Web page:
For the week of November 20, 1999 / 11 Kislev 5760
Torah: Bereshit / Genesis 28:10 - 32:3
Haftarah: Hosea 12:13 - 14:10


He (Jacob) had a dream in which he saw a stairway resting on the earth, with its top reaching to heaven, and the angels of God were ascending and descending on it (Bereshit / Genesis 28:12)

When Jacob began his journey back to his grandfather's homeland, God spoke to him in a dream. That dream had a great effect on him and, in some way, set the tone for his next twenty years. The Scriptures contain many accounts of God speaking to people in dreams.

Before getting into this topic, I want to make clear that the Bible was written so that we could know God, not just know about him. The Bible shows us how God communicated with all sorts of people in a great variety of ways. There is no indication in Scripture that God had intended to cease speaking to us in this way in our own day. This is not to say that every so-called experience of God that people claim to have is authentic. But rather we have a precedent that experiencing God through these ways is most definitely possible.

It is too bad that our secularized society has influenced people to think that all such experiences are suspect.

While some people reject the notion that God communicates with us directly, there are others who think that all dreams are from God. But the Bible makes no such claim. In fact it acknowledges that dreams have other sources apart from God. For example, dreams may arise out of our worries:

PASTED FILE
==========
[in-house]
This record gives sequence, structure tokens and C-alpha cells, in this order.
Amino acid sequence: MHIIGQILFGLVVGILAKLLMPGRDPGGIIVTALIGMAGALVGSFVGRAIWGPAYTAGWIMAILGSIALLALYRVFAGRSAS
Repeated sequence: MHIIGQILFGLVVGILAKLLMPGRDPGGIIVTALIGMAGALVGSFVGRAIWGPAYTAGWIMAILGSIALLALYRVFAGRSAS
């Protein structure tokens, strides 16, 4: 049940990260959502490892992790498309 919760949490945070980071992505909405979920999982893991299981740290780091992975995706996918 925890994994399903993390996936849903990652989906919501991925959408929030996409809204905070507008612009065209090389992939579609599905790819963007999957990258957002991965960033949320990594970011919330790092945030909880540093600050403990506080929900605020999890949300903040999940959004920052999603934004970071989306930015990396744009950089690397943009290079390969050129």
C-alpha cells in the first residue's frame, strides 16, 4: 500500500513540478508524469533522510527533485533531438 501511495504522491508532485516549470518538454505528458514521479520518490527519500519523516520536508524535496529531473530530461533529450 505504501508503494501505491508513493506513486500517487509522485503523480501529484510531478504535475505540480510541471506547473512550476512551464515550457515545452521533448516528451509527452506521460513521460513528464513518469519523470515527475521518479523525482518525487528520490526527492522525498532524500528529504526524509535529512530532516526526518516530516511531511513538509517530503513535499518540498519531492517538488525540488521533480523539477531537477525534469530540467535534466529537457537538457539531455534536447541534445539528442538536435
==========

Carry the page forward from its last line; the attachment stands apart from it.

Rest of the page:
As a dream comes when there are many cares, so the speech of a fool when there are many words (Kohelet / Ecclesiastes 5:3).

But God does sometimes speak through dreams.

The Torah gives two kinds of examples where God speaks through a dream.

The first is where God himself speaks directly to people in the dream. This is what happened to Jacob. Jacob clearly knew that God was speaking to him.

The other kind of dream is not so clear. In the case of Pharaoh, King of Egypt, later on in Genesis chapter 40. Here Pharaoh dreamed something that he knew had special meaning, but he could not figure out. There was a message for him in it, but it needed interpretation.

When it was learned that Joseph, who was still imprisoned, had some time before correctly explained the meaning of two other prisoners' dreams, he was brought to Pharaoh. When asked to interpret Pharaoh's dream, he said,

I cannot do it, … but God will give Pharaoh the answer he desires (40:16).

Even though Joseph had experience in dream interpretation, he didn't presume that he had a handle on some technique. He knew he needed to rely on God for the interpretation.

There is no indication in the Bible, that there is a way to learn how to interpret dreams. The examples we have rather demonstrate that in each case the dream is to be interpreted by God, if that dream is from God at all.

How do know which dreams are from God, and which are not? There are no techniques. We need to learn to rely on God for these things. He will show us what's what.

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